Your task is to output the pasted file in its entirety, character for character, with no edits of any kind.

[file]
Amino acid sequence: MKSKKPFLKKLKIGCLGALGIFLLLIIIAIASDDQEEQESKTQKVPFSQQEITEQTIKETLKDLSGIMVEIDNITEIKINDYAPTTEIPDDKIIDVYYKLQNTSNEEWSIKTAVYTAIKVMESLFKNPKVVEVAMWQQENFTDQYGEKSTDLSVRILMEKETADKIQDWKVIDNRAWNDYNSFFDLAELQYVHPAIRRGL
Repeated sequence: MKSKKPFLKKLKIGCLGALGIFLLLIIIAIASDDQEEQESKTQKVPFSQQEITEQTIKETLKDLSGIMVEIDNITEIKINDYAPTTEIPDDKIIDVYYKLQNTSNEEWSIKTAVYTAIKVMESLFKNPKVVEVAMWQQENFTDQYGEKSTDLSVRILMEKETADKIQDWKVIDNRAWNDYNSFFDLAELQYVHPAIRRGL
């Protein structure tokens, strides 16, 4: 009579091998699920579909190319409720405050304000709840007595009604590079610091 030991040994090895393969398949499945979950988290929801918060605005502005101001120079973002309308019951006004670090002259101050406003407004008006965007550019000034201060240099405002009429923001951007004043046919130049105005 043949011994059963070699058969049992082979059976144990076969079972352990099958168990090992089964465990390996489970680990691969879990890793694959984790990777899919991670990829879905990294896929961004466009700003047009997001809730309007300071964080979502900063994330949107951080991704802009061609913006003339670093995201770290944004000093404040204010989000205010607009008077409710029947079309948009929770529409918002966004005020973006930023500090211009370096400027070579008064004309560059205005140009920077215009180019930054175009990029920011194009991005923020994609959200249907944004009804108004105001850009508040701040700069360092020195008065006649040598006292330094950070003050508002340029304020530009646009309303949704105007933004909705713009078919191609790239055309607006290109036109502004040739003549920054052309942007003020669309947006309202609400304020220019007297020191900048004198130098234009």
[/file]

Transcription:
Amino acid sequence: MKSKKPFLKKLKIGCLGALGIFLLLIIIAIASDDQEEQESKTQKVPFSQQEITEQTIKETLKDLSGIMVEIDNITEIKINDYAPTTEIPDDKIIDVYYKLQNTSNEEWSIKTAVYTAIKVMESLFKNPKVVEVAMWQQENFTDQYGEKSTDLSVRILMEKETADKIQDWKVIDNRAWNDYNSFFDLAELQYVHPAIRRGL
Repeated sequence: MKSKKPFLKKLKIGCLGALGIFLLLIIIAIASDDQEEQESKTQKVPFSQQEITEQTIKETLKDLSGIMVEIDNITEIKINDYAPTTEIPDDKIIDVYYKLQNTSNEEWSIKTAVYTAIKVMESLFKNPKVVEVAMWQQENFTDQYGEKSTDLSVRILMEKETADKIQDWKVIDNRAWNDYNSFFDLAELQYVHPAIRRGL
């Protein structure tokens, strides 16, 4: 009579091998699920579909190319409720405050304000709840007595009604590079610091 030991040994090895393969398949499945979950988290929801918060605005502005101001120079973002309308019951006004670090002259101050406003407004008006965007550019000034201060240099405002009429923001951007004043046919130049105005 043949011994059963070699058969049992082979059976144990076969079972352990099958168990090992089964465990390996489970680990691969879990890793694959984790990777899919991670990829879905990294896929961004466009700003047009997001809730309007300071964080979502900063994330949107951080991704802009061609913006003339670093995201770290944004000093404040204010989000205010607009008077409710029947079309948009929770529409918002966004005020973006930023500090211009370096400027070579008064004309560059205005140009920077215009180019930054175009990029920011194009991005923020994609959200249907944004009804108004105001850009508040701040700069360092020195008065006649040598006292330094950070003050508002340029304020530009646009309303949704105007933004909705713009078919191609790239055309607006290109036109502004040739003549920054052309942007003020669309947006309202609400304020220019007297020191900048004198130098234009």